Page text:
by Cecilia Escamilla-Greenwald
Assembly Bill 30, sponsored by Democratic Assemblymember Luis Alejo (D-Salinas) was signed by Governor Brown yesterday and goes into effect January 1, 2017. The bill, known as “the California Racial Mascots Act” makes the state the first to prohibit public schools from using the term “Redskins” as a school athletic team name, mascot, or nickname beginning January 1, 2017.
The bill also prohibits the State Board of Education from waiving this prohibition. While the bill does go into effect at the beginning of 2017, it allows schools to phase in new sports and band uniforms as long as they avoid the use of the name “Redskins.” It is believed that the bill will affect approximately four high schools in California.
The term “Redskins” was once used to describe Native American scalps sold for a bounty and, as a result, people are speaking up and saying they want a name change that is not racially or culturally insensitive to Native Americans.
The grassroots group, Change the Mascot, has had an ongoing campaign which has been a strong supporter of the legislation to eliminate the use of “Redskins,” as a mascot or team name. They praised California Assemblymember Luis Alejo and Governor Brown for its landmark stand against the R-word. Oneida Indian Nation Representative Ray Halbritter, who testified at a key hearing on the bill in the Senate Education Committee on June 17 and fellow Change the Mascot leader, National Congress of American Indians Executive Director Jackie Pata, said in a joint statement:
“We applaud and extend our deepest gratitude to AB-30 author Assemblyman Luis Alejo, Governor Jerry Brown, and California’s lawmakers for standing on the right side of history by bringing an end to the use of the demeaning and damaging R-word slur in the state’s schools. They have set a shining example for other states across the country, and for the next generation, by demonstrating a commitment to the American ideals of inclusion and mutual respect.”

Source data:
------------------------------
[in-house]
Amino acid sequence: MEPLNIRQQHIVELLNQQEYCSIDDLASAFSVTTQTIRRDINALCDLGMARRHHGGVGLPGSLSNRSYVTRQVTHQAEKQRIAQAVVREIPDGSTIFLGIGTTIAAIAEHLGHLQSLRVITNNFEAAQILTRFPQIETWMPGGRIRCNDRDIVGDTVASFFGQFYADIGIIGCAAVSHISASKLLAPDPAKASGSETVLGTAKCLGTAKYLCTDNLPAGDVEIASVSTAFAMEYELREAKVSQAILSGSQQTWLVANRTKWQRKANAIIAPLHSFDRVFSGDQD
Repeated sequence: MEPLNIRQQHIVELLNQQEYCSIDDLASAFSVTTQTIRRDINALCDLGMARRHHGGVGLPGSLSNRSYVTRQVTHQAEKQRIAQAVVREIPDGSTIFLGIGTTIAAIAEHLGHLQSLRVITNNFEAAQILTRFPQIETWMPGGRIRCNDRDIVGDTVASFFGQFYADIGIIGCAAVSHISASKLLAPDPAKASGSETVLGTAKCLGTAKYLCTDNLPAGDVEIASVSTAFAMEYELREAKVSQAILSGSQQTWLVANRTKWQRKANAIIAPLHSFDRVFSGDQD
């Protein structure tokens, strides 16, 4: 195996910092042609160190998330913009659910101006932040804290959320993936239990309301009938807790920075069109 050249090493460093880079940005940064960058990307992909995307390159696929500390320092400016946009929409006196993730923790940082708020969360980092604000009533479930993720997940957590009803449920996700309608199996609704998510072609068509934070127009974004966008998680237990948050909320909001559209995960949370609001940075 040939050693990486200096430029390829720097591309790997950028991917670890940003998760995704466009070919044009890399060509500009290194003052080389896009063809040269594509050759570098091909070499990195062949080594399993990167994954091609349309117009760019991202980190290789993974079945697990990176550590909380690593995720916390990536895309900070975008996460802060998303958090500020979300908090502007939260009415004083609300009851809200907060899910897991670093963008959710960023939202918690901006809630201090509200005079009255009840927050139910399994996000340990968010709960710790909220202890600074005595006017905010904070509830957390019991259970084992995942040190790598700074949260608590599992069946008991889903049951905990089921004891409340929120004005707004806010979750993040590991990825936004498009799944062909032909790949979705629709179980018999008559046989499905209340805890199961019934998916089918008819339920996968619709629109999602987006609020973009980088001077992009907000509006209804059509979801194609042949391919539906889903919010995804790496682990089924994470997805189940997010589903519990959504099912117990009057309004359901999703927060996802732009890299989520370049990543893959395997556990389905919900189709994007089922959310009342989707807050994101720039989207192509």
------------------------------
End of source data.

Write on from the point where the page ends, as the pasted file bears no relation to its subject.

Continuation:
Change the Mascot goes on to state their discontent with the NFL’s lack of action stating, “Their historic step to build a better future stands in stark contrast to the dogged inaction of Washington’s NFL team, which in the face of all the evidence that this term degrades and offends Native Americans, continues to defend and promote the slur for its own financial gain.”
Assemblymember Alejo, who authored the bill and has also opposed the NFL Washington Redskins team name, said “This is part of a national movement and now is the time for us here in California to end the use of this derogatory term in our public schools.” The Washington Redskins football team has been the subject of passionate debate in recent years, with many activists and Native Americans calling for a name change.
DeMaurice Smith, Executive Director of the NFL Players Association, was on NBC’s Meet the Press earlier this year in February and expressed an understanding of the desire for the name change, stating, “I think that the right course is to sit down with our fans and let’s really talk about what we love about that team. And if it’s in the best interest of everybody that we not offend anybody, let’s make that change.”
Perhaps it’s time for us all to look at this, not from our perspective, but from the perspective of those who are most offended by the use of this name. Assemblymember Alejo and Governor Brown, with the support of other legislators, took a big step in making positive change and it’s time for the federal government to follow. It’s time for change.